A spatially explicit method for evaluating accuracy of species distribution models

Mary Smulders, Trisalyn A. Nelson, Dennis E. Jelinski, Scott E. Nielsen, Gordon B. Stenhouse

Research output: Contribution to journalArticlepeer-review

14 Scopus citations


Aim Models predicting the spatial distribution of animals are increasingly used in wildlife management and conservation planning. There is growing recognition that common methods of evaluating species distribution model (SDM) accuracy, as a global overall value of predictive ability, could be enhanced by spatially evaluating the model thereby identifying local areas of relative predictive strength and weakness. Current methods of spatial SDM model assessment focus on applying local measures of spatial autocorrelation to SDM residuals, which require quantitative model outputs. However, SDM outputs are often probabilistic (relative probability of species occurrence) or categorical (species present or absent). The goal of this paper was to develop a new method, using a conditional randomization technique, which can be applied to directly spatially evaluate probabilistic and categorical SDMs.Location Eastern slopes, Rocky Mountains, Alberta, Canada.Methods We used predictions from seasonal grizzly bear (Ursus arctos) resource selection functions (RSF) models to demonstrate our spatial evaluation technique. Local test statistics computed from bear telemetry locations were used to identify areas where bears were located more frequently than predicted. We evaluated the spatial pattern of model inaccuracies using a measure of spatial autocorrelation, local Moran's I.Results We found the model to have non-stationary patterns in accuracy, with clusters of inaccuracies located in central habitat areas. Model inaccuracies varied seasonally, with the summer model performing the best and the least error in areas with high RSF values. The landscape characteristics associated with model inaccuracies were examined, and possible factors contributing to RSF error were identified.Main conclusions The presented method complements existing spatial approaches to model error assessment as it can be used with probabilistic and categorical model output, which is typical for SDMs. We recommend that SDM accuracy assessments be done spatially and resulting accuracy maps included in model metadata.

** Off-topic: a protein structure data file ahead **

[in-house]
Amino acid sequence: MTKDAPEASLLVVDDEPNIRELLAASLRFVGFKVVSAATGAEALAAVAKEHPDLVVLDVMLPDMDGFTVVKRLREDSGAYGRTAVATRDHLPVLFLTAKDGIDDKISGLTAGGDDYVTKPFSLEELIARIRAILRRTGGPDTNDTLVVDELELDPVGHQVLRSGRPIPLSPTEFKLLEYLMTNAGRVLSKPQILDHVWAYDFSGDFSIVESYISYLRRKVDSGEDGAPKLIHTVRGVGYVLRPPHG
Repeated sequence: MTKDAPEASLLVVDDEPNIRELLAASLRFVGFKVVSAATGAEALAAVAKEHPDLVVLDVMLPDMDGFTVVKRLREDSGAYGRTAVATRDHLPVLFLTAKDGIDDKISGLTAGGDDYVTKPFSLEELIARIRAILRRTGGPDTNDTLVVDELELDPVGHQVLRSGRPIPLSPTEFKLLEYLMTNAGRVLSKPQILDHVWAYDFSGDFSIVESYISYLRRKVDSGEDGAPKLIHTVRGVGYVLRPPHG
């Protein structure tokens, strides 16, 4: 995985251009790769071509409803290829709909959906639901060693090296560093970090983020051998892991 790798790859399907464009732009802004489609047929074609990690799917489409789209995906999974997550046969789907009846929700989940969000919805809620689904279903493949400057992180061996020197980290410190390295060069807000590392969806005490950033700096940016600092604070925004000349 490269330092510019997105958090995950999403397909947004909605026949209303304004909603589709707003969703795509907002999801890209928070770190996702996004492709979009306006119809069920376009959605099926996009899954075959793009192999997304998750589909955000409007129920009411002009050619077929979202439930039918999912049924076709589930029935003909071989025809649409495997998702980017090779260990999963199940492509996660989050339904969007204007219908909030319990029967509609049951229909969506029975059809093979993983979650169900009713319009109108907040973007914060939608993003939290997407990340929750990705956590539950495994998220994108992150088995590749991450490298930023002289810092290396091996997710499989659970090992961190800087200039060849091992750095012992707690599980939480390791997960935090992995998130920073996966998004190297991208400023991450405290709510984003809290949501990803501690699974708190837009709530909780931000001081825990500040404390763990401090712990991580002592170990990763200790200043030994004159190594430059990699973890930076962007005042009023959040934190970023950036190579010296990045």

Original languageEnglish (US)
Pages (from-to)996-1008
Number of pages13
JournalDiversity and Distributions
Issue number6
StatePublished - Nov 2010
Externally publishedYes


  • Grizzly bear
  • Local indicator of spatial autocorrelation (LISA)
  • Model evaluation
  • Resource selection functions (RSF)
  • Spatial analysis
  • Species distribution

ASJC Scopus subject areas

  • Ecology, Evolution, Behavior and Systematics


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